In what was once the Turkish town of Hieropolis, history and aquatic enthusiasts can swim in a pool that's filled with ancient ruins, one in which Cleopatra is claimed to have luxuriated.

Heiropolis became popular in the Hellenistic era for its thermal springs. Later during the Roman empire the city's gained a widespread reputation as a health center. The ancients turned to its mineral rich waters to cure skin diseases, circulation problems, rheumatism, heart diseases and many other ailments. At the height of this health tourism, there were more than fifteen baths in Hierapolis.

Today, the hot springs are located in the modern town of Pamukkale, where visitors enjoy bathing and swimming amongst Roman ruins in the famous Antique Pool, which is now part of a modern spa complex. The pool is surrounded by lush greenery and is chalk full of marble columns, capitals and plinths that are believed to have fallen from the nearby Temple of Apollo during an earthquake.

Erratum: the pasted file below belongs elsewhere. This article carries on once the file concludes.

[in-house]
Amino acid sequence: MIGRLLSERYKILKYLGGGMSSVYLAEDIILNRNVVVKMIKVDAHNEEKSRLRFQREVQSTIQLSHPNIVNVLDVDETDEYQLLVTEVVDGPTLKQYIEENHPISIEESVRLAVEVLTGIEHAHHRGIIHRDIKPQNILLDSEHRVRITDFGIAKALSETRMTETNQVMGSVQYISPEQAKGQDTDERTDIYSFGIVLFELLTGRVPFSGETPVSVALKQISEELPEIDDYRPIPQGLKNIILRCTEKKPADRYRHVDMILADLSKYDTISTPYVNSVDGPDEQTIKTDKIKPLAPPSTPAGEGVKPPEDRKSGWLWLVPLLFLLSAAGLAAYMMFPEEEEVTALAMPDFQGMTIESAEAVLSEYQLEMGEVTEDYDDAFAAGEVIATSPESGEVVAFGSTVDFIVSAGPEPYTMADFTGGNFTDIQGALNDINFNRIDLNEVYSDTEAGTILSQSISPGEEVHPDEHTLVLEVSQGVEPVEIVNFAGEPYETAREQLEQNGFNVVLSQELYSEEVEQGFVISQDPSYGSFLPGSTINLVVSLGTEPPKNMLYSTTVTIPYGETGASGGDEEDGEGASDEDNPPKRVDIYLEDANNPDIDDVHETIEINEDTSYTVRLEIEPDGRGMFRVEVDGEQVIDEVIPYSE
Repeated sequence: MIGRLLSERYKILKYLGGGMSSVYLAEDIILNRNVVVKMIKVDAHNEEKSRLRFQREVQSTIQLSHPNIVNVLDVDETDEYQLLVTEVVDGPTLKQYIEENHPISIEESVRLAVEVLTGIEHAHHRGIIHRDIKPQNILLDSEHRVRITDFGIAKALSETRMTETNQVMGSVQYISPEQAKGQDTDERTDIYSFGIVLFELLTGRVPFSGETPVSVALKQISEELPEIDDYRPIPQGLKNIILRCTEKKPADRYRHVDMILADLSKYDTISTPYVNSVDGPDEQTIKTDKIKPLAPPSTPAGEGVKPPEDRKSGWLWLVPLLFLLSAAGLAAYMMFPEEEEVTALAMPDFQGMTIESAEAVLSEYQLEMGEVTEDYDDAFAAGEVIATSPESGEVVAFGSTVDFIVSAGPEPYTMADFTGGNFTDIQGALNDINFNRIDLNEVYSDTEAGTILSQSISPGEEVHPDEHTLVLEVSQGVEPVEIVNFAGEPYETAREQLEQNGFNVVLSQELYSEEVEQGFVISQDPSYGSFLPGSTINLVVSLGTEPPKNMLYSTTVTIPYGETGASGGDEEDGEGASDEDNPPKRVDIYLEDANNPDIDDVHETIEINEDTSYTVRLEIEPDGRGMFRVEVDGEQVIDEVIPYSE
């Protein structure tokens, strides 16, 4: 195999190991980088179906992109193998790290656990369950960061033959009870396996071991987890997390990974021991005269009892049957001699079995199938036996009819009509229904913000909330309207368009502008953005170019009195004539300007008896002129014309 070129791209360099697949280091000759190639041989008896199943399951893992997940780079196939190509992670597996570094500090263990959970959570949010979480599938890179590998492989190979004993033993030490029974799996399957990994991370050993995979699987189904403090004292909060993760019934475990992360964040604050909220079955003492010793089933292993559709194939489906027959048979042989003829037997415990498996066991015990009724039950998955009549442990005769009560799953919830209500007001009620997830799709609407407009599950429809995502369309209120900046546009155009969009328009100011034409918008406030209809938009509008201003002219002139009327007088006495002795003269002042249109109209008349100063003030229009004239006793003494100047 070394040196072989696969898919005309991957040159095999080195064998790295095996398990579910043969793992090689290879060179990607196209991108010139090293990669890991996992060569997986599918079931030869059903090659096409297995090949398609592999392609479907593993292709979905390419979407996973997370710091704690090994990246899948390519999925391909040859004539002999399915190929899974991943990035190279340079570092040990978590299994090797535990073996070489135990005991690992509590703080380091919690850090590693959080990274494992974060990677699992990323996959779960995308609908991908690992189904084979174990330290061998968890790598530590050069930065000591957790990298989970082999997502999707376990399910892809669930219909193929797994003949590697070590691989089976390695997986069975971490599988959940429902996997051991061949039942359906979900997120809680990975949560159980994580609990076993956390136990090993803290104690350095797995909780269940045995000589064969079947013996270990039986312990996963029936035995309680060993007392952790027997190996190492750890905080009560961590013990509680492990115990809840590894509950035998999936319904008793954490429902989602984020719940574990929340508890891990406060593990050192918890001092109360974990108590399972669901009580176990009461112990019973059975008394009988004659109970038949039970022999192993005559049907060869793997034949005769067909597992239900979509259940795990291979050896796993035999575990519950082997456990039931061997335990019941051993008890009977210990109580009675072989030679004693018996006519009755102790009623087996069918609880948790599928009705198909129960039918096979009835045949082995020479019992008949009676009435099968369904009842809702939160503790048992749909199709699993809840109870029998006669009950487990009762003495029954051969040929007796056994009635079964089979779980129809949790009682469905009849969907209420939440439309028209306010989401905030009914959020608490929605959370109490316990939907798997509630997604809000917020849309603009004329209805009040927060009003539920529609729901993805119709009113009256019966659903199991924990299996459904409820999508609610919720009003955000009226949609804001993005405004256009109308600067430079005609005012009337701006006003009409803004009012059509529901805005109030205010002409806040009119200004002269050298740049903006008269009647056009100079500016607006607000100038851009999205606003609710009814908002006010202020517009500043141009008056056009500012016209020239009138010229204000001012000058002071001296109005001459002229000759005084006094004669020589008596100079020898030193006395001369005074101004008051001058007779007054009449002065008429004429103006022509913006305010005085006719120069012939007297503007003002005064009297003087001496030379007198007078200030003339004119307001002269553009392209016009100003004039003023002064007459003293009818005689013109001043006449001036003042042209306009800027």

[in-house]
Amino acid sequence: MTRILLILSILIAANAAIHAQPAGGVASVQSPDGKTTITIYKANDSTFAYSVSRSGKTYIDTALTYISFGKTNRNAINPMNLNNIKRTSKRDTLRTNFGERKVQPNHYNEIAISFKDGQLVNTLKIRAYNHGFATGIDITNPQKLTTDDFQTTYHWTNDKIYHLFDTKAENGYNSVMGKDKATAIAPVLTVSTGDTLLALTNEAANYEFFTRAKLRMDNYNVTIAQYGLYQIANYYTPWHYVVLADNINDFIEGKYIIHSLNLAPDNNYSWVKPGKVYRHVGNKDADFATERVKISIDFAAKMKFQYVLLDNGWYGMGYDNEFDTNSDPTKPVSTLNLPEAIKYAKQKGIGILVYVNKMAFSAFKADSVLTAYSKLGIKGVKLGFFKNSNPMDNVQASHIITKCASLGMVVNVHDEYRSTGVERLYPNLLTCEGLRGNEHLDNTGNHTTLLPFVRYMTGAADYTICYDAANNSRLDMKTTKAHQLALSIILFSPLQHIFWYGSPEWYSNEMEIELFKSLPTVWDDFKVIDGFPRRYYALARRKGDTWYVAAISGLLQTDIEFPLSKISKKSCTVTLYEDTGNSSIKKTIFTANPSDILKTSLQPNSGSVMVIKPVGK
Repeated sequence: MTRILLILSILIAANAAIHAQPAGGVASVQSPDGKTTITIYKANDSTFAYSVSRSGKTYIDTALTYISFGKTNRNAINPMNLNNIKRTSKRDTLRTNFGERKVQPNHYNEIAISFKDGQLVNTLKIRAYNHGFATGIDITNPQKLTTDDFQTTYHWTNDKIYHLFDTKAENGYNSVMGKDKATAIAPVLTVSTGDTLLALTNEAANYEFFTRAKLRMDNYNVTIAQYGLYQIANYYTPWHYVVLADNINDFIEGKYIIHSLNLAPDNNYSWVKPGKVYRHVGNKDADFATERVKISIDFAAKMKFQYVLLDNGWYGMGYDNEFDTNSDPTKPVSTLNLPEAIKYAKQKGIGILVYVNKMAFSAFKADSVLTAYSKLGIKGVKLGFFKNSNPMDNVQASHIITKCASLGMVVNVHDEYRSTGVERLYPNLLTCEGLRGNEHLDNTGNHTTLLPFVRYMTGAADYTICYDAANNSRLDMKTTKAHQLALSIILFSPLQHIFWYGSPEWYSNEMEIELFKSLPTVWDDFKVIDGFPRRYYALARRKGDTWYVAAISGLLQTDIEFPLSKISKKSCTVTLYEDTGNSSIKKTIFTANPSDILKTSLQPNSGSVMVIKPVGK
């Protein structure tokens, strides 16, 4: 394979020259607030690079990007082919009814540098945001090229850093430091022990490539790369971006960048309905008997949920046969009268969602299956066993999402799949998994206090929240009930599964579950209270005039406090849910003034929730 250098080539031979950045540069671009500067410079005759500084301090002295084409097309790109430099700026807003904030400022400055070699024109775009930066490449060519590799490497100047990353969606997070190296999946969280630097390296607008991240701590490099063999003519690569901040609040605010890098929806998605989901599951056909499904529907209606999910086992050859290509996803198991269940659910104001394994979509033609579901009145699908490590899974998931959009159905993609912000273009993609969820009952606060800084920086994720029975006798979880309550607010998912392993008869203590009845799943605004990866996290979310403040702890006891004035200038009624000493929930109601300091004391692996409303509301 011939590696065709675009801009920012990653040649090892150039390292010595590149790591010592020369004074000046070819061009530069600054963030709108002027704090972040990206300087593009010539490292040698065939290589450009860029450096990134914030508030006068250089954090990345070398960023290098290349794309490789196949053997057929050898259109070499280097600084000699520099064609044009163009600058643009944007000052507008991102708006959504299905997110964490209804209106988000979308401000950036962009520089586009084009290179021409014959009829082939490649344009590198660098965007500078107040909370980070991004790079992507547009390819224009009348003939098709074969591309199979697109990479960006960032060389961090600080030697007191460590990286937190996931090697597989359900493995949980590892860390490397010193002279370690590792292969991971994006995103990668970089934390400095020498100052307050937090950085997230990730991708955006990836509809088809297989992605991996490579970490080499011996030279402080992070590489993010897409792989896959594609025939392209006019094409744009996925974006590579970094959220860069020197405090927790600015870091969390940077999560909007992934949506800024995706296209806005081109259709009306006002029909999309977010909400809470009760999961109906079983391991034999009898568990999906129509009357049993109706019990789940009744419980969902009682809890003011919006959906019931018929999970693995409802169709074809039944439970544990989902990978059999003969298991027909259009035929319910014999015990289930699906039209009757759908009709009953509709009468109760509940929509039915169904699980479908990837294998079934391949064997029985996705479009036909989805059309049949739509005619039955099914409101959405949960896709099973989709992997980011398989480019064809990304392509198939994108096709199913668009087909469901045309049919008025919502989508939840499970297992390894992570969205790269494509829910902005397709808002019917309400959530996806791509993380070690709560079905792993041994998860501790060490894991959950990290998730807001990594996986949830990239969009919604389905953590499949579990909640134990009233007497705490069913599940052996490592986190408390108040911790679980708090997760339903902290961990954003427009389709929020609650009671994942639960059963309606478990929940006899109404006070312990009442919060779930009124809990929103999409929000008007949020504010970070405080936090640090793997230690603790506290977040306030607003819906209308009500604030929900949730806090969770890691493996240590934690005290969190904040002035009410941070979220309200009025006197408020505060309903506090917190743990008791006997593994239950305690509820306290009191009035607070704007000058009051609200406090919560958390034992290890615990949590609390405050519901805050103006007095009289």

The mineral-rich fresh water is constantly pumped in and the water felt warm to touch. The modern facility includes safety ropes, steps with steel handrails, all to help to make it a safe while bathers indulge fantasies of swimming among the ancients.

Eric Herman is Senior Editor of AQUA Magazine.